Today, I decided to make a sandwich that interculturally communicates. This could a product of my intrinsic desire to rid my mind of subconscious, ethnocentric habits. It could be the hunger for true self-reflexivity. Or it could be the result of copious studying for my Intercultural Comm test this Friday. Thus, the Turkey Club with White Bean Dijon Spread was born.
Hey, sandwichs and flashcards are similar in shape. Therefore, they must be similarly useful study aids. Each item in this chef d’oeuvre has a unique story to tell.
White hominy beans come from Guatemala. The beans are actually dried maize kernels which have undergone the process of an alkali treatment called nixtamalization.
Our lovely mustard originated in Dijon, France around 1856. Mustard maker Jean Naigeon of Dijon used the acidic juice of premature grapes instead of traditional vinegar in mustard recipes.
Avocados hail from Central Mexico. Avocados actually contain more potassium than bananas. If you get up in the middle of the night with a crazy charley horse, you know where to go.
Alfalfa (the plant, not the cow-licked kid) is highly cultivated worldwide-from Canada to the Middle East. Apparently, the alfalfa sprout has some trouble during pollination for some cranky bees. The sprouts tend to “whack” Western honey bees on the head when they go in for the kill. As bees don’t enjoy whacking, I could see this being problematic.
Spinach originated in Central Asia and gained popularity through Popeye in the late 1920s. However, this guy’s beastliness was due to a spinach miscalculation. In 1870, scientist Emil von Wolff misplaced a decimal point while measuring the iron content of spinach, leading folks to believe it had 10 times more iron than actuality.
In whole-grain bread, the “ancient grains” (such as spelt, barley, oats and wheat) come from the Mesopotamians and Egyptians. I find that whole and sprouted grain breads are infinitely easier to digest also have a nice amount of protein packed away (Ezekiel bread is my personal fave).
Lastly, smoked turkey comes from right here in the good ol’ USA. If really you love those little guys, don’t worry- The President of the United States pardons a live turkey every Thanksgiving.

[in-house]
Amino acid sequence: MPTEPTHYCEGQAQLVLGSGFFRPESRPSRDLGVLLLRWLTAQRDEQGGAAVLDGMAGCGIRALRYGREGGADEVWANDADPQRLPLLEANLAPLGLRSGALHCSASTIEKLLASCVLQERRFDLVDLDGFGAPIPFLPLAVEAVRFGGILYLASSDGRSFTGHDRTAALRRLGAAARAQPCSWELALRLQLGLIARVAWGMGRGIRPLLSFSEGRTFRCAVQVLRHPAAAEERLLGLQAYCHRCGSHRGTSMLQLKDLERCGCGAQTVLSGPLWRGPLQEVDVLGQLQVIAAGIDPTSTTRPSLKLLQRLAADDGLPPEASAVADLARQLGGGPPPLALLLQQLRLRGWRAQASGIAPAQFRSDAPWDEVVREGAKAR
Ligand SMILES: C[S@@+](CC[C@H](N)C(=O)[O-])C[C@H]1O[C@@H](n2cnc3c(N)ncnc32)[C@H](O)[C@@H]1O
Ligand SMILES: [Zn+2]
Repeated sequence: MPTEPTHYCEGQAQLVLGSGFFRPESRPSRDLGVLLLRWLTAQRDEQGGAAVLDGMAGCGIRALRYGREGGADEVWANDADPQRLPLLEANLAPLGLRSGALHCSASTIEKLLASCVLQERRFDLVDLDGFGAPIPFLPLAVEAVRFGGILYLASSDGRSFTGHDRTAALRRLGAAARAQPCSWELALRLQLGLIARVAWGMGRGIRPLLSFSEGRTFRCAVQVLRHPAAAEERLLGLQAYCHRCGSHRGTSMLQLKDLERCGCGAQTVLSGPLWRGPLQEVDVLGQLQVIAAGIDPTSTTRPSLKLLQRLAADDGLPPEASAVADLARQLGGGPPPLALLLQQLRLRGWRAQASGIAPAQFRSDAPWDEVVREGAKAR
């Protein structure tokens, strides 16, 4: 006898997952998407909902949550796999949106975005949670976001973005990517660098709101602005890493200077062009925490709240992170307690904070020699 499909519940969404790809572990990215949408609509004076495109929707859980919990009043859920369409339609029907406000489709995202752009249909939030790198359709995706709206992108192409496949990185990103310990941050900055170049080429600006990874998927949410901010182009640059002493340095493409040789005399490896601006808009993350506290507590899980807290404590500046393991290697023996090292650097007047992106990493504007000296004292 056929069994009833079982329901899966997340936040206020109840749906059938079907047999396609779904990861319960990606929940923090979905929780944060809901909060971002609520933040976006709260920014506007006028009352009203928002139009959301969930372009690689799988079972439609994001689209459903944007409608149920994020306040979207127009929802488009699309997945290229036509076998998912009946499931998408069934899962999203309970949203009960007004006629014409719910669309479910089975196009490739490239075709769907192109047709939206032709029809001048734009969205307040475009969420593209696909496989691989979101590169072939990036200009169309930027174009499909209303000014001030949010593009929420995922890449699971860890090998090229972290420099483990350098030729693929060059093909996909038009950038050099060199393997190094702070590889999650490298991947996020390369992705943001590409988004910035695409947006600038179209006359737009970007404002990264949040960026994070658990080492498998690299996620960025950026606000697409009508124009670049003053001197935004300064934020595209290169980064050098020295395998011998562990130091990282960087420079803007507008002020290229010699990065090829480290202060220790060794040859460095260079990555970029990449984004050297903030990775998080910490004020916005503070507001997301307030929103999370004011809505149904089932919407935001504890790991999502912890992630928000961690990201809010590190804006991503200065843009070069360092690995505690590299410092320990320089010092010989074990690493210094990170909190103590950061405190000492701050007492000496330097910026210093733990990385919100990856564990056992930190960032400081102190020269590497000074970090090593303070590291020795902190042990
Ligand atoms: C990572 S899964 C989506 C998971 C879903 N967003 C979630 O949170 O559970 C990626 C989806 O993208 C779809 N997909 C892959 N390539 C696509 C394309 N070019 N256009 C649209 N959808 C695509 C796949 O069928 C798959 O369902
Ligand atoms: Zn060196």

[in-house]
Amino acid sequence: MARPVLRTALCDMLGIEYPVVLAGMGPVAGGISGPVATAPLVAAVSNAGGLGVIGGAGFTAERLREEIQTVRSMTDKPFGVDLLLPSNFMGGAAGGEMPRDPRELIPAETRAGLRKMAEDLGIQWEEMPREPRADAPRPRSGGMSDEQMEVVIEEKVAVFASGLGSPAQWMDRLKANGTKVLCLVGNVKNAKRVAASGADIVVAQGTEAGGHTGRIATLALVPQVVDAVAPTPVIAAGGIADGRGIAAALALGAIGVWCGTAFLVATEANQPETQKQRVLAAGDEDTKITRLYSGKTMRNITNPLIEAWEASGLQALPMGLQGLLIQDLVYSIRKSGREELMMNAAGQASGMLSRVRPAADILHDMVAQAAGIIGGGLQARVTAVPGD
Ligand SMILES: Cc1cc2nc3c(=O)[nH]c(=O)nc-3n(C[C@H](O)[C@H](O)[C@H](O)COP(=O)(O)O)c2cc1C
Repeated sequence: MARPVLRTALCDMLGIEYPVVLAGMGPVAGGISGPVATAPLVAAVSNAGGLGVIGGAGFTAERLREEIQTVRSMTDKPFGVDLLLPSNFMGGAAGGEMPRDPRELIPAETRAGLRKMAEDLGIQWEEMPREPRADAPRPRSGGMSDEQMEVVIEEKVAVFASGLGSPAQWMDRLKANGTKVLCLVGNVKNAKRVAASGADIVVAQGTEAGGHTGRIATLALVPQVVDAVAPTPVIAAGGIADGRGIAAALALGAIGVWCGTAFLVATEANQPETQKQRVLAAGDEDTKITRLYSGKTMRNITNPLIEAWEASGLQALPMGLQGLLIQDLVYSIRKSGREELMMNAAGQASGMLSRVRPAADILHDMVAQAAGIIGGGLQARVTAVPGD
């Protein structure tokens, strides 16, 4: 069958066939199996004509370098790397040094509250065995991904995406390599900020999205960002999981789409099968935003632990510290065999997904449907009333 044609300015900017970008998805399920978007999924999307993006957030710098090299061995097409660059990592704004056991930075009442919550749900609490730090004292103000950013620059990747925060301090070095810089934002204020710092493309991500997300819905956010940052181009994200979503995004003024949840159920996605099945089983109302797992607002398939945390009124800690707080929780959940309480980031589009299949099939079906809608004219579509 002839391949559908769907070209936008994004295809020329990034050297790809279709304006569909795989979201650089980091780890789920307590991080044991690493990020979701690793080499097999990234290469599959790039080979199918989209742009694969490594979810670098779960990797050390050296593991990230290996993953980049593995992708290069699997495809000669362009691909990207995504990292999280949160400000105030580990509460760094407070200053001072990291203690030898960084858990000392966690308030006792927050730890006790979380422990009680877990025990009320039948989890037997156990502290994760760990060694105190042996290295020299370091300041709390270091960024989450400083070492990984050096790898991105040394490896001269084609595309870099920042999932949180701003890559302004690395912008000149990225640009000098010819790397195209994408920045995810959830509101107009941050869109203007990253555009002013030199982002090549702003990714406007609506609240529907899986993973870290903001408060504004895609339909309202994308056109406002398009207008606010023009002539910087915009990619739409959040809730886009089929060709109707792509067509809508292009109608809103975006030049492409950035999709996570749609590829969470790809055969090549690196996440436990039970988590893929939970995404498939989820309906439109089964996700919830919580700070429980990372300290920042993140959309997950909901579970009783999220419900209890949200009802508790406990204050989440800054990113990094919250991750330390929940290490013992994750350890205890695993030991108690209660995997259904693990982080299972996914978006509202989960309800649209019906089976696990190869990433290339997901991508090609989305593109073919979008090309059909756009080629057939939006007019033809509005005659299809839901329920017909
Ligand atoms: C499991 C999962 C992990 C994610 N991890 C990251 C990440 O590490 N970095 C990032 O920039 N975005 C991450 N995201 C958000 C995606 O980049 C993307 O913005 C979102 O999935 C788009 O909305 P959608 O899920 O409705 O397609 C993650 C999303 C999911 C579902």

In conclusion: If this isn’t studying, tell me what is.
Turkey Club with White Bean Dijon Spread
Prep time: 10 minutes
Cookings tunes: Better- Regina Spektor
¼ cup white beans rinsed and drained
dash garlic powder
salt and pepper to taste
1/8 tsp Dijon mustard
dash olive oil
3 drops lemon juice
2 slices smoked turkey breast
½ avocado, sliced
small handful of alfalfa sprouts
small handful of spinach leaves, chopped
2 slices hearty multigrain bread
1. Make the white bean and Dijon spread. First, place in the beans in a small food processor and ground slightly. Next, add the milk, olive oil, mustard, and lemon juice and blend. The end result shouldn’t be smooth like butter but have a spreadable consistency. Add salt and pepper to taste.
2. Slice avocado and chop spinach leaves. While doing this, lightly toast bread on in a convection oven or toaster on the lowest setting (I enjoy using my George Forman grill press). The slight crunch and nuttiness is a nice complement to the creamy consistency of the avocados and bean spread in the sandwich.
3. Next comes the placement. The amount of each entity really depends on your personal preference. For me, I like to lightly coat my bottom layer of bread with the bean spread. Next, put on half the spinach (it really seals in the flavor of the spread), layered with half the bean sprouts and avocado. Place slices of turkey in the center. Top with remaining avocado, bean sprouts, and bread. Enjoy!